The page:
ICD stands for the International Classification of Disease, which is the global standard for clinical and medical research for reporting of disease and related health problems. ICD is a classification system that evolved over the years from its humble beginnings in the second half of the 19th century. It was little known around the world until 1898 when the American Public Health Association (APHA) recommended it for adoption in the USA, Canada, and Mexico. Since then International conferences were conducted every ten years in which physicians and medical researchers set together and revised the classification system. With the formation of the World Health Organization in 1948, the responsibility for the revision was given to the new organization.
According to WHO, there are multiple purposes for ICD. It serves as a mechanism for recording, tracking, analyzing, and interpreting health conditions. However, the most appropriate utilization of ICD has come to be in medical billing services in USA. ICD codes are used all over the world and especially in America for coding of various diagnosis and procedures, to bill the payers accordingly.
Although WHO has released its most recent revision of the coding system, the ICD-11, the version under implementation in most countries around the world is the ICD-10. ICD-10 was initially released by WHO in 1992, however, it was not readily implemented in the United States. Due to resistance from the healthcare industry and complicated regulatory environment, the ICD-10 had to go through a series of iterative amendments, converting it to ICD-10-CM. The version that finally got implemented in the US in 2015 had around 70,000 codes in it. The original ICD-10 only contained 14,400 codes.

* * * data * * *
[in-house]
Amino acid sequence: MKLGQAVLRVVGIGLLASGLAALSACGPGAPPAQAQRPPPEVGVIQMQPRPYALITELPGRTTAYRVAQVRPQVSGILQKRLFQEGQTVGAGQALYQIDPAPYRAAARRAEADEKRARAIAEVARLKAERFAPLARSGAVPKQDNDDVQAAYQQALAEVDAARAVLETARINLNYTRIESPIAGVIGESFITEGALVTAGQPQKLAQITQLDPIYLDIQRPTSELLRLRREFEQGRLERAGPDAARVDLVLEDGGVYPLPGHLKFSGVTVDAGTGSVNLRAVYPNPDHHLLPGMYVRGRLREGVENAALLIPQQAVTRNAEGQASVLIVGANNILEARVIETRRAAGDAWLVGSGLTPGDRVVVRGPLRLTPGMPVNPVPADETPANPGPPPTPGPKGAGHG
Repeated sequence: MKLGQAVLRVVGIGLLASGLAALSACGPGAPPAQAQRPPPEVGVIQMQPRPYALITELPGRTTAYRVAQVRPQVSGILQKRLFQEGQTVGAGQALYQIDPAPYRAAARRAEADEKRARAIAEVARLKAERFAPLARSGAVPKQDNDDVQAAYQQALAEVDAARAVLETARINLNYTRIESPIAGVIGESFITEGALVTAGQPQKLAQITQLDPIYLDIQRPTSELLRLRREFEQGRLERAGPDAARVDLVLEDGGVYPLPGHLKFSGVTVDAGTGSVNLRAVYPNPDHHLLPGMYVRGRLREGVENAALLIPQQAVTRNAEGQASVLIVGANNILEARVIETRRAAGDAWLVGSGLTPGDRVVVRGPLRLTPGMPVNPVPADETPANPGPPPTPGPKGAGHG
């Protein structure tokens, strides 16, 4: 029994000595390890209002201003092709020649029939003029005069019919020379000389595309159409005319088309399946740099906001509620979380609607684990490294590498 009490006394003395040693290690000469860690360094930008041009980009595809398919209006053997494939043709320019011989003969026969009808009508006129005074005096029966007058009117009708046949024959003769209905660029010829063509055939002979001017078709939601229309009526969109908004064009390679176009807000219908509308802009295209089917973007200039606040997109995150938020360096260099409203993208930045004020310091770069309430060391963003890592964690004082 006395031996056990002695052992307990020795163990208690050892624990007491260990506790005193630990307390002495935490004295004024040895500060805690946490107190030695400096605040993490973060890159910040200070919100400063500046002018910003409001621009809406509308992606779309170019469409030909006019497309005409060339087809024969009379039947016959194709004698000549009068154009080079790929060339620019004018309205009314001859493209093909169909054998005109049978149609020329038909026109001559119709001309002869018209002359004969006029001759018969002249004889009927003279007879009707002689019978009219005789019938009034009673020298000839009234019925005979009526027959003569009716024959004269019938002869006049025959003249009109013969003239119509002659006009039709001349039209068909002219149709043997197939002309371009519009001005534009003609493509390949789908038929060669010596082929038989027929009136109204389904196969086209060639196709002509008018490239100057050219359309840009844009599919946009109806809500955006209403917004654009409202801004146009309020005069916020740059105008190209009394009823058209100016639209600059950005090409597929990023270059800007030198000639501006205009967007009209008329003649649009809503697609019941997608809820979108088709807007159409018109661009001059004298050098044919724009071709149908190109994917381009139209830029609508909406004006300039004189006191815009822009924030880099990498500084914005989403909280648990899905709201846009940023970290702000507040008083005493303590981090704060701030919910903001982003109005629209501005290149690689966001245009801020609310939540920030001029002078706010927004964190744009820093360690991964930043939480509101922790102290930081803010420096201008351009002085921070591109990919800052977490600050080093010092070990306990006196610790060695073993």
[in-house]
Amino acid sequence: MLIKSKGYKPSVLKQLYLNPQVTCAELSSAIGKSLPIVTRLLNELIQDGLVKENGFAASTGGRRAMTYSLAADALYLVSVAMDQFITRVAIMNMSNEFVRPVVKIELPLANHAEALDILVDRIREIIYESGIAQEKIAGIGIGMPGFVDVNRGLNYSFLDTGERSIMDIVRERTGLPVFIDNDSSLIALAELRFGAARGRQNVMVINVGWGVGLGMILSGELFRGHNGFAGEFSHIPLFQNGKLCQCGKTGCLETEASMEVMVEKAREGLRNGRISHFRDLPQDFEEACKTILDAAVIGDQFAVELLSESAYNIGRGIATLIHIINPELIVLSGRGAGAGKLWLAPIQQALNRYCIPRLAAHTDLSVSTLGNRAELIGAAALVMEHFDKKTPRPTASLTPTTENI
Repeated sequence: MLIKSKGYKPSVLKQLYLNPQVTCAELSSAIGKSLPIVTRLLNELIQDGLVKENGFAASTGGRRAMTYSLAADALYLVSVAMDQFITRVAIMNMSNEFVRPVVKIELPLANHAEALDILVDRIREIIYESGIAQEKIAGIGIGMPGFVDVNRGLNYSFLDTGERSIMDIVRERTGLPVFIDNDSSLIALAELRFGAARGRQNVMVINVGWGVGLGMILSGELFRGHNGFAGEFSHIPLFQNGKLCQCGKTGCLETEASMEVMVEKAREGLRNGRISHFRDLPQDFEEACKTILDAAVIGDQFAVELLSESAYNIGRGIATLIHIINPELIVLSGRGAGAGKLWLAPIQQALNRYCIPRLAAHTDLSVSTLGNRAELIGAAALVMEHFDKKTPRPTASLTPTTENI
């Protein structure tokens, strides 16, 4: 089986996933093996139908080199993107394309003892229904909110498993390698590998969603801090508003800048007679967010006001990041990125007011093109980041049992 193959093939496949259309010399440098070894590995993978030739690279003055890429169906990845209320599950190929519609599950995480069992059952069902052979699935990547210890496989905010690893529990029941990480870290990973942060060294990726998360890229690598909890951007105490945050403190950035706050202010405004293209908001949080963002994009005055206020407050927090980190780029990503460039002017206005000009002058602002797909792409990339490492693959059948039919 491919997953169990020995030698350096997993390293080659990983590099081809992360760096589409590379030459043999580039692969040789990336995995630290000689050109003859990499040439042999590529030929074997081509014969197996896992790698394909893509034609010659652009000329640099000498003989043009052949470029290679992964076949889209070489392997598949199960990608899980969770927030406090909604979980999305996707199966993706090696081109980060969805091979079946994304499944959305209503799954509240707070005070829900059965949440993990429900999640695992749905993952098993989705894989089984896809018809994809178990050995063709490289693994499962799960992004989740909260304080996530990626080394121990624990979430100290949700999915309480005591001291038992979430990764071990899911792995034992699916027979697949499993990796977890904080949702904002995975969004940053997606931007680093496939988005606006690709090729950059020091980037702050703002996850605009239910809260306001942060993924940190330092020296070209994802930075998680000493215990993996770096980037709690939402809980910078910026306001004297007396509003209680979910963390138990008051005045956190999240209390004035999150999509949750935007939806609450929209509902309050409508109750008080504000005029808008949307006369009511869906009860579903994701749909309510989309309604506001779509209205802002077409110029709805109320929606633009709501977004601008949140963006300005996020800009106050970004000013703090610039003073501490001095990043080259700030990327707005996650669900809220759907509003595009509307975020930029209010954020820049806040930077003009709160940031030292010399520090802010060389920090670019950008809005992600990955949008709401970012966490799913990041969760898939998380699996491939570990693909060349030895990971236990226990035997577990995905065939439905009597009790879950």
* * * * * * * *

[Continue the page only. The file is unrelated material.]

Before the implementation of ICD-10-CM, many critics and interest groups proposed that since the next revision was just around the corner, maybe the United States should skip ICD-10 and move directly to ICD-11. However, proponents of ICD-10-CM suggested otherwise, and rightly so. While ICD-11 is undoubtedly different from ICD-10-CM, it is vastly based on the various modifications made by the American government in ICD-10. Further, it will take at least 5 to 7 years before ICD-11 can be implemented in the United States. Thus it would have been a big mistake not to implement ICD-10-CM. Let us now look into what’s contained in the latest ICD version.
The Need for ICD-11
The WHO has been working for past 70 years or so (almost without pause) on updating the coding system to cater for the new developments in the medical sciences, and for the discovery of newer diseases. The revisions so far have been made every decade, but the pace of medical advancements has grown like never before. Currently, almost the same number of discoveries is being made in a year or less that used to take ten years or so in the earlier part of the last century. Thus a decennial update of the coding system is no longer suitable. The newest version of the ICD-11 will be updated on a continual basis and will be consistently available online. It also means that there will no need for a complete revamping of ICD-11 to bring forth ICD-12. ICD-11 will continuously stay up-to-date.